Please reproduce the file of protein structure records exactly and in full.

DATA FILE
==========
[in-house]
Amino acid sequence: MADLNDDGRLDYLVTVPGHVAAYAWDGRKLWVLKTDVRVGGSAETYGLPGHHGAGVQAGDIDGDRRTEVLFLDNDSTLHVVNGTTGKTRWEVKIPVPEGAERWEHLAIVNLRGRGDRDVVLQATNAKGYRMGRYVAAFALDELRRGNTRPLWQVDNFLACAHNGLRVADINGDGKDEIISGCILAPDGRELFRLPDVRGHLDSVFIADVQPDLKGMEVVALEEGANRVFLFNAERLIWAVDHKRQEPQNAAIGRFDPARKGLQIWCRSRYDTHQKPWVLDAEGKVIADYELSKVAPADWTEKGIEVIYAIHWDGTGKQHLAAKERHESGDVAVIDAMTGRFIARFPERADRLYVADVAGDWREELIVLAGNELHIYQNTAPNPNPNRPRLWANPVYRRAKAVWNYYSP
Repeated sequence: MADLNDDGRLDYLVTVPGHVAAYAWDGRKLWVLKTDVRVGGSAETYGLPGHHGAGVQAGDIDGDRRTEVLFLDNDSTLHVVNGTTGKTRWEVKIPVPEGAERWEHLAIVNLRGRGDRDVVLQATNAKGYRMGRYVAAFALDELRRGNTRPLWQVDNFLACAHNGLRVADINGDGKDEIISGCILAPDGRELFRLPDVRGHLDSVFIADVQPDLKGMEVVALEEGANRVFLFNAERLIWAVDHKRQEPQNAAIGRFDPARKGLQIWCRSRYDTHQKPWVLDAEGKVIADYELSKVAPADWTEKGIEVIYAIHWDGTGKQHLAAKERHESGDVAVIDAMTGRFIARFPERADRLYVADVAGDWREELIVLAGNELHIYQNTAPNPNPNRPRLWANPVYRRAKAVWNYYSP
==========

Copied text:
[in-house]
Amino acid sequence: MADLNDDGRLDYLVTVPGHVAAYAWDGRKLWVLKTDVRVGGSAETYGLPGHHGAGVQAGDIDGDRRTEVLFLDNDSTLHVVNGTTGKTRWEVKIPVPEGAERWEHLAIVNLRGRGDRDVVLQATNAKGYRMGRYVAAFALDELRRGNTRPLWQVDNFLACAHNGLRVADINGDGKDEIISGCILAPDGRELFRLPDVRGHLDSVFIADVQPDLKGMEVVALEEGANRVFLFNAERLIWAVDHKRQEPQNAAIGRFDPARKGLQIWCRSRYDTHQKPWVLDAEGKVIADYELSKVAPADWTEKGIEVIYAIHWDGTGKQHLAAKERHESGDVAVIDAMTGRFIARFPERADRLYVADVAGDWREELIVLAGNELHIYQNTAPNPNPNRPRLWANPVYRRAKAVWNYYSP
Repeated sequence: MADLNDDGRLDYLVTVPGHVAAYAWDGRKLWVLKTDVRVGGSAETYGLPGHHGAGVQAGDIDGDRRTEVLFLDNDSTLHVVNGTTGKTRWEVKIPVPEGAERWEHLAIVNLRGRGDRDVVLQATNAKGYRMGRYVAAFALDELRRGNTRPLWQVDNFLACAHNGLRVADINGDGKDEIISGCILAPDGRELFRLPDVRGHLDSVFIADVQPDLKGMEVVALEEGANRVFLFNAERLIWAVDHKRQEPQNAAIGRFDPARKGLQIWCRSRYDTHQKPWVLDAEGKVIADYELSKVAPADWTEKGIEVIYAIHWDGTGKQHLAAKERHESGDVAVIDAMTGRFIARFPERADRLYVADVAGDWREELIVLAGNELHIYQNTAPNPNPNRPRLWANPVYRRAKAVWNYYSP